Many children will relate to Ty’s sense of adventure especially when seeing him on a class trip at the aquarium. Ty is likable and readers will be able to connect with how this seven year old views the world due to the changes that are occurring in his family. A new baby sister changes the time that Ty’s mom can spend with him. This causes anxiety and frustration for Ty when his mother is tired with the demands of having a new baby in the family. His school routine changes because his older sister, Sandra has to drive him. His best friend is currently in the hospital with cancer (Ty visits him once and gets his help.) Although a change occurs when Ty finds the penguin exhibit on his class trip and a new plan emerges in his mind.

As you read this story about Ty and his family you’ll see how Ty’s family comes together when he needs their help the most. This is a great beginning chapter book at only 128 pages with illustrations that highlight Ty’s adventures and will have the reader asking for more.

Lulu and the Dog from the Sea Lulu and the Dog from the Sea
by By Hilary McKay (Albert Whitman & Company)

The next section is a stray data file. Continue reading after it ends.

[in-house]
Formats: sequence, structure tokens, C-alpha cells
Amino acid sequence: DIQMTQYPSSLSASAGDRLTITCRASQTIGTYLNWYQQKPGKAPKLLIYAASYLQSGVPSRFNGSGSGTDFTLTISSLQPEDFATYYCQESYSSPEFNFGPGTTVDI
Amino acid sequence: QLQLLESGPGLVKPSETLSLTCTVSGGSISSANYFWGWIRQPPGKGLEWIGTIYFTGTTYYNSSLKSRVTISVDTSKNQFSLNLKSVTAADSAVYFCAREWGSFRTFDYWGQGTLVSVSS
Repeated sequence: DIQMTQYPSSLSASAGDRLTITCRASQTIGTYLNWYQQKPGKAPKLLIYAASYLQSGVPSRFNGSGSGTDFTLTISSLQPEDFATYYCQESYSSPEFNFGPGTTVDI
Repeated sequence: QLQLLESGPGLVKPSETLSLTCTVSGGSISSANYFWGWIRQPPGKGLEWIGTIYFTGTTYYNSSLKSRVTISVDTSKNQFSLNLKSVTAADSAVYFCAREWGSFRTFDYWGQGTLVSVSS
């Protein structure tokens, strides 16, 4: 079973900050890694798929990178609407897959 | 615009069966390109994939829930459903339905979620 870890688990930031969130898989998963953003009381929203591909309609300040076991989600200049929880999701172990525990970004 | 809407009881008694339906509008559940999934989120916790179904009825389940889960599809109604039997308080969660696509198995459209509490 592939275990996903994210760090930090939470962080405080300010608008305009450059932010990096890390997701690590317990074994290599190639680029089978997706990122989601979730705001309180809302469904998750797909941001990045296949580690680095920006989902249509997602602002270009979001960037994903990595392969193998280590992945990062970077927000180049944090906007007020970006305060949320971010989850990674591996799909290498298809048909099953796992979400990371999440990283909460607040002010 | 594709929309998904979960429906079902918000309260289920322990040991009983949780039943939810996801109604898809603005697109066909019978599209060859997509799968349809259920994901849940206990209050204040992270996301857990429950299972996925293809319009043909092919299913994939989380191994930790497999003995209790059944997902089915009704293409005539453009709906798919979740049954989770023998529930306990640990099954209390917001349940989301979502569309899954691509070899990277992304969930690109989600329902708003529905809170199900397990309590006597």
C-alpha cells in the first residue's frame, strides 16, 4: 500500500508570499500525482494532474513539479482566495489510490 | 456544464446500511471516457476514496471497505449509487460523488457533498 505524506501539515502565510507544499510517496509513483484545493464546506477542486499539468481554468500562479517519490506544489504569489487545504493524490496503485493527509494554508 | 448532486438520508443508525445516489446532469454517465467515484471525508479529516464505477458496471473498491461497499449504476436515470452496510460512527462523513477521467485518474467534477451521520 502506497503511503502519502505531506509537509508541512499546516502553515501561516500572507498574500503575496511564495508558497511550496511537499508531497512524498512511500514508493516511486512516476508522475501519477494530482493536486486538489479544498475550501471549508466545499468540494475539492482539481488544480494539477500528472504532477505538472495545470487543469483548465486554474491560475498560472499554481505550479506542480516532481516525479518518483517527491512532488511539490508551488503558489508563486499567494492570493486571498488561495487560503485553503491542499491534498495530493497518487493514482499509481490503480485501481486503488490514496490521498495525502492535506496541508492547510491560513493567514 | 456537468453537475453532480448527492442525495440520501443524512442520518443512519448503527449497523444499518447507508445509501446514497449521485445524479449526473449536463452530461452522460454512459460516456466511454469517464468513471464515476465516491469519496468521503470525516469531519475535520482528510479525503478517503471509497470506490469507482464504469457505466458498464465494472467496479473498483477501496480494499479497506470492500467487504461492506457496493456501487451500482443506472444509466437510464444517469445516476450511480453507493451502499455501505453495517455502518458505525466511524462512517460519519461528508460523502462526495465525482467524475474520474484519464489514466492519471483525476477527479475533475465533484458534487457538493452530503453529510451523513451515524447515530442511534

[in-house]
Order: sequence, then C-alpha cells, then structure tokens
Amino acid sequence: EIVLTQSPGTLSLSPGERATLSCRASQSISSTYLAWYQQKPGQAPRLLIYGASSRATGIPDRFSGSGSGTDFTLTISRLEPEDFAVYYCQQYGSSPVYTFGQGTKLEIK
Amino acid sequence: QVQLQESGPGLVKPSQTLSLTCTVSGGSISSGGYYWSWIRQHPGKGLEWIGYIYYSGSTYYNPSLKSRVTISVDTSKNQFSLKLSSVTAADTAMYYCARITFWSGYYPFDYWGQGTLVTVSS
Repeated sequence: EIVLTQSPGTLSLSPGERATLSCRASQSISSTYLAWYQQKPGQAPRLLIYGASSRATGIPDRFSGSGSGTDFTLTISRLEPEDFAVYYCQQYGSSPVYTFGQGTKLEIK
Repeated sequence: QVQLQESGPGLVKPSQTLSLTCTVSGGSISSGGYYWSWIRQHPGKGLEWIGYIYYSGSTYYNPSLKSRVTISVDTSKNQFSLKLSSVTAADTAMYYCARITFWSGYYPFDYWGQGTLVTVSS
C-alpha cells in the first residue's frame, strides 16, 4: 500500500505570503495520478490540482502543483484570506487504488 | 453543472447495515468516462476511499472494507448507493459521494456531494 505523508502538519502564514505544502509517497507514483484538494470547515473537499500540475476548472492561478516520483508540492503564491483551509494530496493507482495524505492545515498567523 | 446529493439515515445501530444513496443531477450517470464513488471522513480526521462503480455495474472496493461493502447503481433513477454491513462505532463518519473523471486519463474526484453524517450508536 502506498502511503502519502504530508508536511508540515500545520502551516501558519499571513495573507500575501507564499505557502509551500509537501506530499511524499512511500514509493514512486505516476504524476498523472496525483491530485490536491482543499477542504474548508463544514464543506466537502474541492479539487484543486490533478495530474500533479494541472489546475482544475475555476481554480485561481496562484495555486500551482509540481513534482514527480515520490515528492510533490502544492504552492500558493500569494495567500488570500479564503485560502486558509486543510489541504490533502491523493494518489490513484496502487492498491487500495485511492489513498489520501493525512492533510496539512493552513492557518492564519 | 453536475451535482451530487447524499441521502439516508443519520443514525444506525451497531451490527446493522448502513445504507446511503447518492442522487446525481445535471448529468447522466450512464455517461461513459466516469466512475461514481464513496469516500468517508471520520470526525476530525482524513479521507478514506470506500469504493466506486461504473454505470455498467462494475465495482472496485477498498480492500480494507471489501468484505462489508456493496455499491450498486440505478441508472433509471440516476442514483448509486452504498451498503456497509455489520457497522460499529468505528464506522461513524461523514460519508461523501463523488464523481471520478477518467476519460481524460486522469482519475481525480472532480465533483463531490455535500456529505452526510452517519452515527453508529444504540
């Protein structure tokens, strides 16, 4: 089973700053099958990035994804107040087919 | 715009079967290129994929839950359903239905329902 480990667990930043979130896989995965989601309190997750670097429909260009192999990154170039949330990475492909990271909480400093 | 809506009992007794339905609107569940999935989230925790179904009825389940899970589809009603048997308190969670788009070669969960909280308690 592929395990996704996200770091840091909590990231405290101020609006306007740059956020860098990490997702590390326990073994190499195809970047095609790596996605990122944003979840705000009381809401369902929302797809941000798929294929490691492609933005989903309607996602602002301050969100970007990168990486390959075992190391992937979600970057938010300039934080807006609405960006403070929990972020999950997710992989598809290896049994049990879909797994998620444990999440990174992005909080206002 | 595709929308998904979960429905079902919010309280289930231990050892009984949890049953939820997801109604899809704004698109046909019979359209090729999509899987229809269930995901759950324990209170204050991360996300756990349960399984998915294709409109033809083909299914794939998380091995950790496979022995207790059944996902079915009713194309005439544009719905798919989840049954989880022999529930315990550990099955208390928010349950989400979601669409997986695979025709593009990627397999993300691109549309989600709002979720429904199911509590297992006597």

Nominated by lwad, Provo Library Children’s Book Reviews
blurb by Janssen Bradshaw, Everyday Reading

Lulu loves animals of all shapes and sizes. So it’s no surprise that, while on a family beach vacation, she is determined to make friends with the dog everyone has warned her is trouble. Lulu and the Dog from the Sea is perfectly-paced, sprinkled with gentle humor, and home to realistic and lovable characters, both human and canine. Filled with charming illustrations, this early chapter book will appeal to animal lovers of all ages. Even those of us who don’t wish to bring home a stray dog will be rooting for Lulu and her unlikely new friend.

Violet Mackerel’s Natural Habitat (Violet Mackerel)violet mackerel books
by Anna Branford; illustrated by Elanna Allen (Atheneum Books for Young Readers)

Nominated by Mary McKenna Siddals
blurb by Danyelle Leach, Bookshelves in the Cul-de-Sac

In this third book from the Violet Mackerel series, Violet wants to help small things. Unfortunately, her attempt to help a ladybug by giving it a new home (complete with tinsel, a wishing stone, and cheese-on-toast) ends in disaster. Talking about her mistake with her big sister, Nicola, makes Violet realize that an animal should be left in its natural habitat and sparks an idea that is truly helpful.

Violet’s personality permeates every one of the 100 pages in this short book. Glimpses of her inner world, along with plentiful black-and-white illustrations, radiate seven-year-old charm.The relationship between Violet and her sister is authentic and refreshingly supportive as Nicola helps Violet face realistic consequences. Large font size, generous margins, frequent illustrations, and an engaging story make this perfect for readers who are just ready to make the jump to chapter books.

 Happy New Year!

It is a happy new year indeed! Not just for the authors, illustrators, and publishers of children’s and young adult books, but for readers, too! Here’s to a happy new year of great reading!